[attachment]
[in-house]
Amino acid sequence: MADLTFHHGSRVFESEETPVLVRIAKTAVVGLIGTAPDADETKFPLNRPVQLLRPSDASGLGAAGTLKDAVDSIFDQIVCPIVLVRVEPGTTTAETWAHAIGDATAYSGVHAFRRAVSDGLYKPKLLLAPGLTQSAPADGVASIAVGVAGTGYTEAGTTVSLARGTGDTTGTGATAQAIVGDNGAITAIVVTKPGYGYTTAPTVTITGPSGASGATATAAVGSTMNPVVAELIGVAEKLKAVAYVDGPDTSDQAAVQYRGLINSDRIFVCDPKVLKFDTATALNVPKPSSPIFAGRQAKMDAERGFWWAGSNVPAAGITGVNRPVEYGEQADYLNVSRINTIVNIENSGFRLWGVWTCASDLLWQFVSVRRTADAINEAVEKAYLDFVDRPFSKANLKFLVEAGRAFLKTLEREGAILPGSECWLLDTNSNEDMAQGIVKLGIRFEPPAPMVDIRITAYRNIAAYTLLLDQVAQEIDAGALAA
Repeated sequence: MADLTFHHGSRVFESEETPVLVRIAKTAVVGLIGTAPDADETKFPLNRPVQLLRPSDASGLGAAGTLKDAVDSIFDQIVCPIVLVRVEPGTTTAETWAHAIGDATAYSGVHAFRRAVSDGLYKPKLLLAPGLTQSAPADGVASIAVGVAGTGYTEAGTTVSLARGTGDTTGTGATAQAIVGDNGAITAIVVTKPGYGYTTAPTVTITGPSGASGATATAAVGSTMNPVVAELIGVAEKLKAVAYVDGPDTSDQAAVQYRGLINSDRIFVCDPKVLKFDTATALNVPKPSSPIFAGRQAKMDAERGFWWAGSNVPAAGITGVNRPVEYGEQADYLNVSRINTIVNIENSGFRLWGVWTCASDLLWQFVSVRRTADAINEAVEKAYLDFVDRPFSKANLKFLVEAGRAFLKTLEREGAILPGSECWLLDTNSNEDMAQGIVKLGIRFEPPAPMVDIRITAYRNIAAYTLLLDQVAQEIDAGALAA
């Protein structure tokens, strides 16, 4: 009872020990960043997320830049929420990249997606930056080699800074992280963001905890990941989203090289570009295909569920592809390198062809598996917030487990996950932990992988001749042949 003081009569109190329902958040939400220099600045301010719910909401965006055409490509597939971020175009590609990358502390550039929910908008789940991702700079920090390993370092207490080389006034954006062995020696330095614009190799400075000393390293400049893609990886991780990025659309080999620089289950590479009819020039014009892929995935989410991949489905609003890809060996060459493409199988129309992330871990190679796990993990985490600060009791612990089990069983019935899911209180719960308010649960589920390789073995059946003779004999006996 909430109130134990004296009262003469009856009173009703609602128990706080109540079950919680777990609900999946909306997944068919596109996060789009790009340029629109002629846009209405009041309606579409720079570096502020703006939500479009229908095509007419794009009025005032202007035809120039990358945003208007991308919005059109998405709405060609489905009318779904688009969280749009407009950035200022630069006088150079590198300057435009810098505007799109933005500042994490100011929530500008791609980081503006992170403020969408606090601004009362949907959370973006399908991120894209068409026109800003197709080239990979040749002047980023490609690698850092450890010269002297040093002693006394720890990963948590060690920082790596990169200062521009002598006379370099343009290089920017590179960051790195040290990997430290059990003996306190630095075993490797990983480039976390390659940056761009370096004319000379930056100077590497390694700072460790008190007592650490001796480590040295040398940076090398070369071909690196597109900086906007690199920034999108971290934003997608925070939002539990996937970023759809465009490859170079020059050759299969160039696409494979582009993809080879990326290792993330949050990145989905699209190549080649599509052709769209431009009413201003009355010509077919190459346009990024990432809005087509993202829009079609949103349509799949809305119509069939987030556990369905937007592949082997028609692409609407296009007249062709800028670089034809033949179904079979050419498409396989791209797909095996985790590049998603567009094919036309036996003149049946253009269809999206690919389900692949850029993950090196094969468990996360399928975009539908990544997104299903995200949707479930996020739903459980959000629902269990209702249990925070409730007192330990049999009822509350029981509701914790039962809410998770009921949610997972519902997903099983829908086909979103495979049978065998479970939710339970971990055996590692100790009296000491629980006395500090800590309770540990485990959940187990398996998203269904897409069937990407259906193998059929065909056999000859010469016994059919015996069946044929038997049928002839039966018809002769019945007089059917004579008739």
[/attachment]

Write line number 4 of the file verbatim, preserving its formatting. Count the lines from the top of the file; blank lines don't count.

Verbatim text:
């Protein structure tokens, strides 16, 4: 009872020990960043997320830049929420990249997606930056080699800074992280963001905890990941989203090289570009295909569920592809390198062809598996917030487990996950932990992988001749042949 003081009569109190329902958040939400220099600045301010719910909401965006055409490509597939971020175009590609990358502390550039929910908008789940991702700079920090390993370092207490080389006034954006062995020696330095614009190799400075000393390293400049893609990886991780990025659309080999620089289950590479009819020039014009892929995935989410991949489905609003890809060996060459493409199988129309992330871990190679796990993990985490600060009791612990089990069983019935899911209180719960308010649960589920390789073995059946003779004999006996 909430109130134990004296009262003469009856009173009703609602128990706080109540079950919680777990609900999946909306997944068919596109996060789009790009340029629109002629846009209405009041309606579409720079570096502020703006939500479009229908095509007419794009009025005032202007035809120039990358945003208007991308919005059109998405709405060609489905009318779904688009969280749009407009950035200022630069006088150079590198300057435009810098505007799109933005500042994490100011929530500008791609980081503006992170403020969408606090601004009362949907959370973006399908991120894209068409026109800003197709080239990979040749002047980023490609690698850092450890010269002297040093002693006394720890990963948590060690920082790596990169200062521009002598006379370099343009290089920017590179960051790195040290990997430290059990003996306190630095075993490797990983480039976390390659940056761009370096004319000379930056100077590497390694700072460790008190007592650490001796480590040295040398940076090398070369071909690196597109900086906007690199920034999108971290934003997608925070939002539990996937970023759809465009490859170079020059050759299969160039696409494979582009993809080879990326290792993330949050990145989905699209190549080649599509052709769209431009009413201003009355010509077919190459346009990024990432809005087509993202829009079609949103349509799949809305119509069939987030556990369905937007592949082997028609692409609407296009007249062709800028670089034809033949179904079979050419498409396989791209797909095996985790590049998603567009094919036309036996003149049946253009269809999206690919389900692949850029993950090196094969468990996360399928975009539908990544997104299903995200949707479930996020739903459980959000629902269990209702249990925070409730007192330990049999009822509350029981509701914790039962809410998770009921949610997972519902997903099983829908086909979103495979049978065998479970939710339970971990055996590692100790009296000491629980006395500090800590309770540990485990959940187990398996998203269904897409069937990407259906193998059929065909056999000859010469016994059919015996069946044929038997049928002839039966018809002769019945007089059917004579008739």